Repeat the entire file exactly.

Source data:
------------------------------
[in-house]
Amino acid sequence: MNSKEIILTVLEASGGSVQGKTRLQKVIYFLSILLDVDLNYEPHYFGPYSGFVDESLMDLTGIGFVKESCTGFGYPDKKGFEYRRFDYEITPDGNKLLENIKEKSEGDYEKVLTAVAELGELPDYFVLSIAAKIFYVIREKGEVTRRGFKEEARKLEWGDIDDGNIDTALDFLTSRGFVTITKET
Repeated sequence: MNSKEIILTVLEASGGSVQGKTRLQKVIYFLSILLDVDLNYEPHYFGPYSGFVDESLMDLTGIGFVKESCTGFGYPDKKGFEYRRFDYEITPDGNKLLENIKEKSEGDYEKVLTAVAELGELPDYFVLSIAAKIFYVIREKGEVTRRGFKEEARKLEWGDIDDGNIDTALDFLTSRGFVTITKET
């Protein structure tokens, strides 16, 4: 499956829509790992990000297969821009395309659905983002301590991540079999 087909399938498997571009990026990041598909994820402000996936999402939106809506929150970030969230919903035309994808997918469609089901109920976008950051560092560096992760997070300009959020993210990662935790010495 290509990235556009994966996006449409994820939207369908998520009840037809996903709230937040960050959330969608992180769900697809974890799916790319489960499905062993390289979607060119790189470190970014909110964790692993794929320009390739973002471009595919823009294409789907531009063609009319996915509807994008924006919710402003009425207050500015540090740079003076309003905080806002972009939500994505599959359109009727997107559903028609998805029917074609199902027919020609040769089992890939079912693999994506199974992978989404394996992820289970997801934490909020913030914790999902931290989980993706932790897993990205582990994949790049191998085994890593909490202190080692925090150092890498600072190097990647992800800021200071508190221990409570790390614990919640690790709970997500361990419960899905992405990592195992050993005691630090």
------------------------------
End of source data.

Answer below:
[in-house]
Amino acid sequence: MNSKEIILTVLEASGGSVQGKTRLQKVIYFLSILLDVDLNYEPHYFGPYSGFVDESLMDLTGIGFVKESCTGFGYPDKKGFEYRRFDYEITPDGNKLLENIKEKSEGDYEKVLTAVAELGELPDYFVLSIAAKIFYVIREKGEVTRRGFKEEARKLEWGDIDDGNIDTALDFLTSRGFVTITKET
Repeated sequence: MNSKEIILTVLEASGGSVQGKTRLQKVIYFLSILLDVDLNYEPHYFGPYSGFVDESLMDLTGIGFVKESCTGFGYPDKKGFEYRRFDYEITPDGNKLLENIKEKSEGDYEKVLTAVAELGELPDYFVLSIAAKIFYVIREKGEVTRRGFKEEARKLEWGDIDDGNIDTALDFLTSRGFVTITKET
């Protein structure tokens, strides 16, 4: 499956829509790992990000297969821009395309659905983002301590991540079999 087909399938498997571009990026990041598909994820402000996936999402939106809506929150970030969230919903035309994808997918469609089901109920976008950051560092560096992760997070300009959020993210990662935790010495 290509990235556009994966996006449409994820939207369908998520009840037809996903709230937040960050959330969608992180769900697809974890799916790319489960499905062993390289979607060119790189470190970014909110964790692993794929320009390739973002471009595919823009294409789907531009063609009319996915509807994008924006919710402003009425207050500015540090740079003076309003905080806002972009939500994505599959359109009727997107559903028609998805029917074609199902027919020609040769089992890939079912693999994506199974992978989404394996992820289970997801934490909020913030914790999902931290989980993706932790897993990205582990994949790049191998085994890593909490202190080692925090150092890498600072190097990647992800800021200071508190221990409570790390614990919640690790709970997500361990419960899905992405990592195992050993005691630090």